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thod offered by Mr Hardy, in the pamphlet before us; which is by the appulses of the moon to the meridian of the place. In order to this, he lays down the following proposition : • The right ascension of the sun when he is upon one meridian differs from his right ascension when upon another meridian: and this difference is to the horary difference of those meridians, as the increase of the sun's right alcenfion in 24 hours to the space run over by a meridian in the same time.'

From this proposition he deduces the following lemma: č Although when the sun comes to the meridian of any place, it is always 12 o'clock at that place, and so no horary difference can be discovered merely by observing the time of his appulse to different meridians; yet the moon comes not to all meridians at the same time, but at times differing from one another in proportion to the velocity of the moon in her orbit, and the distance of those meridians from each other.

This seems to have been but little attended to; yet every astronomer will assent to it as soon as it comes to be explained. Let us fix upon London for one meridian, and let us fuppose another distant from it 28 degrees weftward. This converted into time=1 hour 52 minutes. The moon is continually shifting eastward : suppose then that the moves at this time 15 degrees in 24 hours ; that is, i degree 10 minutes in 1 hour 52 minutes, Suppose then, that the moon is observed to be upon the meridian of Londoni at 12 o'clock, P. M. it is now at our meridian 10 hours 8 minutes, P. M. But by that time it is twelveo'clock P.M. at this latter meridian, the moon will be eastward from it idegree 10 minutes. And therefore, this meridian must go fo much farther eastward before it will pass through the moon; that is, it will be 12 hours 4 minutes 40 seconds at this meridian when the moon is upon it. Now the faster or flower the moon moves, the later or sooner will this meridian overtake her; and the farther any meridian is distant from this, eastward or westward, the sooner or later' will that meridian arrive at the moon; which is what we proposed in our lemma.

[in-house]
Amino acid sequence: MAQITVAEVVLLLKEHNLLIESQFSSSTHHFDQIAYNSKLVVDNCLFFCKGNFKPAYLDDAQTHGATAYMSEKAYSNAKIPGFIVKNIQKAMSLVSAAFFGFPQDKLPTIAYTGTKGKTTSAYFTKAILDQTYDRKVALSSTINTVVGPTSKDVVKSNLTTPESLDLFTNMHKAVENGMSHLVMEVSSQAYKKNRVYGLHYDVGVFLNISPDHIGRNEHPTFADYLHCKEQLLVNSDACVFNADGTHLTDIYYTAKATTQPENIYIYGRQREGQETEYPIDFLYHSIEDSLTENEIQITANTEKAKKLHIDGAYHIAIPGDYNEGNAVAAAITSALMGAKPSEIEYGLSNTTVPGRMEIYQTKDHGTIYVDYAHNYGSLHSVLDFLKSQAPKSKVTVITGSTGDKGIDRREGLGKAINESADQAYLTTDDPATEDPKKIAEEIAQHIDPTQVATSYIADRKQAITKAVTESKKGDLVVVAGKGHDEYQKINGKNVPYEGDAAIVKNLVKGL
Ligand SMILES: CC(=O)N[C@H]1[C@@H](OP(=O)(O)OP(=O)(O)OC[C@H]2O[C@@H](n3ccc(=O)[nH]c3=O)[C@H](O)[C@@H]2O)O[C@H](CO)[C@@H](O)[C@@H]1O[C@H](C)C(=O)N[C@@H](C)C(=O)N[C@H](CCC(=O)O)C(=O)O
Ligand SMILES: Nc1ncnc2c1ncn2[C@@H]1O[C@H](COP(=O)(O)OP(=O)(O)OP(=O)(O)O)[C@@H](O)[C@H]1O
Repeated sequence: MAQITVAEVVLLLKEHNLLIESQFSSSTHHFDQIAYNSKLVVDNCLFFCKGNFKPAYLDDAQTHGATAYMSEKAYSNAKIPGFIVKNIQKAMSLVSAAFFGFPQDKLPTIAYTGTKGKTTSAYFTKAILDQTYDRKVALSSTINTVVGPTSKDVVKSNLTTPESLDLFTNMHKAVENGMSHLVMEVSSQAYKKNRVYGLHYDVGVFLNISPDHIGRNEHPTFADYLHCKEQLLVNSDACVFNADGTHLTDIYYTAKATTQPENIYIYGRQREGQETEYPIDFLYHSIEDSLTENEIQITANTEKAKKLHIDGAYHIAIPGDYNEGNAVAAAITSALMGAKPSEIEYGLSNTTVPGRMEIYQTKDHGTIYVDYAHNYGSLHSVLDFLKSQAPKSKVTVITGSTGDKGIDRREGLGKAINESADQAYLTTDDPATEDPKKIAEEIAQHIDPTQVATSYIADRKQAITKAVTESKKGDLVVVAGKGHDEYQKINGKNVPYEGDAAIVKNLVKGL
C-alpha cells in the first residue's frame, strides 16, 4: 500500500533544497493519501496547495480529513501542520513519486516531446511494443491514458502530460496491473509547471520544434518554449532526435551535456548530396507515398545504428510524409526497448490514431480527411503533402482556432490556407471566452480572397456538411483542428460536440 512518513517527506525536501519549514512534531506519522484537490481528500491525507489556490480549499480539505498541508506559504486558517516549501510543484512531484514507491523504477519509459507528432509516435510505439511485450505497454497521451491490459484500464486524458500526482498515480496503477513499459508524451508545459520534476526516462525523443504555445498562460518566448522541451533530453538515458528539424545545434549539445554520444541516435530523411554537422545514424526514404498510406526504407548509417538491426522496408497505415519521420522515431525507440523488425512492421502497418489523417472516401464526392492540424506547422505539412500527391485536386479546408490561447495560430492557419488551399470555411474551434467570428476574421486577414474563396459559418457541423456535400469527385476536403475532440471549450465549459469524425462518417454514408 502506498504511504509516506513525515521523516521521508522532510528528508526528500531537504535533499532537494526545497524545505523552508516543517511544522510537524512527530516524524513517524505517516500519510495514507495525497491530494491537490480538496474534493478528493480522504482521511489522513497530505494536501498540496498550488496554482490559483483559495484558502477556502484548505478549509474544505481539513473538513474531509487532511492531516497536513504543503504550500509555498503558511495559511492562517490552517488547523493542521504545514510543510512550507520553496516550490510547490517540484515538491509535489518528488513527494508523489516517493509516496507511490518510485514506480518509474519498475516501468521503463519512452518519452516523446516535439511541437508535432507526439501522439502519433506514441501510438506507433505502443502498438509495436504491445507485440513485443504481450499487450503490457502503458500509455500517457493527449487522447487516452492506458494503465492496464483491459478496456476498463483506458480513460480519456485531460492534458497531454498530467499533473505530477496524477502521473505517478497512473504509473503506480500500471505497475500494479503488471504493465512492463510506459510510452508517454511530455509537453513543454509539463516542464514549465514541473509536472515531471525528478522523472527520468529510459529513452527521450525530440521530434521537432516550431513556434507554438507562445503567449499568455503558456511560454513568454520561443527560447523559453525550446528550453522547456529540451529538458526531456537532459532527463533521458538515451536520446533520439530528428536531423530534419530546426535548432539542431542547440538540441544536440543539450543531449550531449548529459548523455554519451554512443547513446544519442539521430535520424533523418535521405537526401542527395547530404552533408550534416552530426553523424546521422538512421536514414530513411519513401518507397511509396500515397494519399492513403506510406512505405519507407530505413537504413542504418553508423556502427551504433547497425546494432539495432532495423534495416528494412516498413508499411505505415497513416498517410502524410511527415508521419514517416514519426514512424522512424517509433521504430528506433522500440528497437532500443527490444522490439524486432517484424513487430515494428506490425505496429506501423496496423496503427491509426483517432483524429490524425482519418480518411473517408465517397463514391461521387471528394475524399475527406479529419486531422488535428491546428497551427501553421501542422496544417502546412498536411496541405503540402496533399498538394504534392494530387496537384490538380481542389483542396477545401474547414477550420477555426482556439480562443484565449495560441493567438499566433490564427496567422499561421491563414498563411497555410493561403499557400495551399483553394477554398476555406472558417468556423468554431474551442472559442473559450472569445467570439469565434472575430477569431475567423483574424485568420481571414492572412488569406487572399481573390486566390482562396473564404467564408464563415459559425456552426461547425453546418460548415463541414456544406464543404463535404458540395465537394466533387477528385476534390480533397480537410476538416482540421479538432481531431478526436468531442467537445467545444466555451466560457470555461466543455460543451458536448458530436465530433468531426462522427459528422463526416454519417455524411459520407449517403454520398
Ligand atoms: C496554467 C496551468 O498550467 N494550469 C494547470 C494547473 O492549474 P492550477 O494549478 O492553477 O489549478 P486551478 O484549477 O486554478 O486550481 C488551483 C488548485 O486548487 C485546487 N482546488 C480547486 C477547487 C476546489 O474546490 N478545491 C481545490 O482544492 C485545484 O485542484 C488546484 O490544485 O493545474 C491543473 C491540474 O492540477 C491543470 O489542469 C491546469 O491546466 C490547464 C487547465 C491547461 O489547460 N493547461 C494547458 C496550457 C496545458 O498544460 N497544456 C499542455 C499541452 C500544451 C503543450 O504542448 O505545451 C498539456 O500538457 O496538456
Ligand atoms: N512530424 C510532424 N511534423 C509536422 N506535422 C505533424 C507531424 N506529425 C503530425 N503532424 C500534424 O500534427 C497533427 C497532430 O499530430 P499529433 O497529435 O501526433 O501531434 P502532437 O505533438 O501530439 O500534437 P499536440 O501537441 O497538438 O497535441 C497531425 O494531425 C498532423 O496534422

• From whence we may deduce an easy method for dilcovering the longitude of a ship at sea, supposing the moon's theory to be known. For then we can certainly calculate the time of the moon's appulse to each meridian, and make proper tables of such her motion. Suppose we then,

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that we have a table shewing at what time the moon comes to the meridian of London each night in the year. We have also a table for the moon's hourly motion, and so for any smaller time; confequently, we have the difference of time between the appulse of the moon to the meridian of London and a meridian i degree eastward and westward. Let us then suppose every thing as in the preceding lemma: in this case for every degree of longitude we are to allow 10 seconds. Suppose then I was at sea, and by observation I found that the moon was upon the meridian of the ship at 11 o'clock, P. M. By the tables just mentioned, I found, that the moon came to the meridian of London this same night, at 10 hours 55 minutes 20 seconds, P. M. The difference of time then' is 4 minutes 40 seconds=280 seconds; which divided by ten seconds, the quotient will be 28 degrees, which is my true distance westward from London.

· Thus it appears that this method is true in theory : but I am aware that it will be objected, that the theory of the moon is not perfect enough for our purpose. Her inequalities are not suficiently known, so as to calculate her true place nearer than two or three minutes of a degree: and if her true place cannot be determined, then, neither can the true time of her appulse to any particular meridian be determined.